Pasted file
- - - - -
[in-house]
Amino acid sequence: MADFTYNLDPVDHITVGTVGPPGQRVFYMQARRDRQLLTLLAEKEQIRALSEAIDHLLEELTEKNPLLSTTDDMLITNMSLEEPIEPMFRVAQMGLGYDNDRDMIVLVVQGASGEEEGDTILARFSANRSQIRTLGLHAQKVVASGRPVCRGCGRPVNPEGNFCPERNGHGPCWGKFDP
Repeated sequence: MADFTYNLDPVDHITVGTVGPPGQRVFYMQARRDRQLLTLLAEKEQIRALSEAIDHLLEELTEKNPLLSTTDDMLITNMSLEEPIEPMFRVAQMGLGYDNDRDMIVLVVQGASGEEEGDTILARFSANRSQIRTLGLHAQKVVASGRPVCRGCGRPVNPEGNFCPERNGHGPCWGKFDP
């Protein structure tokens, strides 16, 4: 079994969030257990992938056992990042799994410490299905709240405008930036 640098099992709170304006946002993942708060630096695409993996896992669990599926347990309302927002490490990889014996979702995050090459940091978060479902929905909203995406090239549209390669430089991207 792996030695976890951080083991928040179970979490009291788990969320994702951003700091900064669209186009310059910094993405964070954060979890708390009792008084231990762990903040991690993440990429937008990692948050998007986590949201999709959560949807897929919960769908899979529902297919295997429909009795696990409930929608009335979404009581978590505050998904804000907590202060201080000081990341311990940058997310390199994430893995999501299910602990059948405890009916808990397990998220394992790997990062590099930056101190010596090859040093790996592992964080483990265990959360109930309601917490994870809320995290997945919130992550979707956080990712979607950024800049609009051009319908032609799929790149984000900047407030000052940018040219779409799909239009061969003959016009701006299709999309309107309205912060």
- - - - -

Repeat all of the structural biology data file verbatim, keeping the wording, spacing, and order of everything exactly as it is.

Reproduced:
[in-house]
Amino acid sequence: MADFTYNLDPVDHITVGTVGPPGQRVFYMQARRDRQLLTLLAEKEQIRALSEAIDHLLEELTEKNPLLSTTDDMLITNMSLEEPIEPMFRVAQMGLGYDNDRDMIVLVVQGASGEEEGDTILARFSANRSQIRTLGLHAQKVVASGRPVCRGCGRPVNPEGNFCPERNGHGPCWGKFDP
Repeated sequence: MADFTYNLDPVDHITVGTVGPPGQRVFYMQARRDRQLLTLLAEKEQIRALSEAIDHLLEELTEKNPLLSTTDDMLITNMSLEEPIEPMFRVAQMGLGYDNDRDMIVLVVQGASGEEEGDTILARFSANRSQIRTLGLHAQKVVASGRPVCRGCGRPVNPEGNFCPERNGHGPCWGKFDP
């Protein structure tokens, strides 16, 4: 079994969030257990992938056992990042799994410490299905709240405008930036 640098099992709170304006946002993942708060630096695409993996896992669990599926347990309302927002490490990889014996979702995050090459940091978060479902929905909203995406090239549209390669430089991207 792996030695976890951080083991928040179970979490009291788990969320994702951003700091900064669209186009310059910094993405964070954060979890708390009792008084231990762990903040991690993440990429937008990692948050998007986590949201999709959560949807897929919960769908899979529902297919295997429909009795696990409930929608009335979404009581978590505050998904804000907590202060201080000081990341311990940058997310390199994430893995999501299910602990059948405890009916808990397990998220394992790997990062590099930056101190010596090859040093790996592992964080483990265990959360109930309601917490994870809320995290997945919130992550979707956080990712979607950024800049609009051009319908032609799929790149984000900047407030000052940018040219779409799909239009061969003959016009701006299709999309309107309205912060």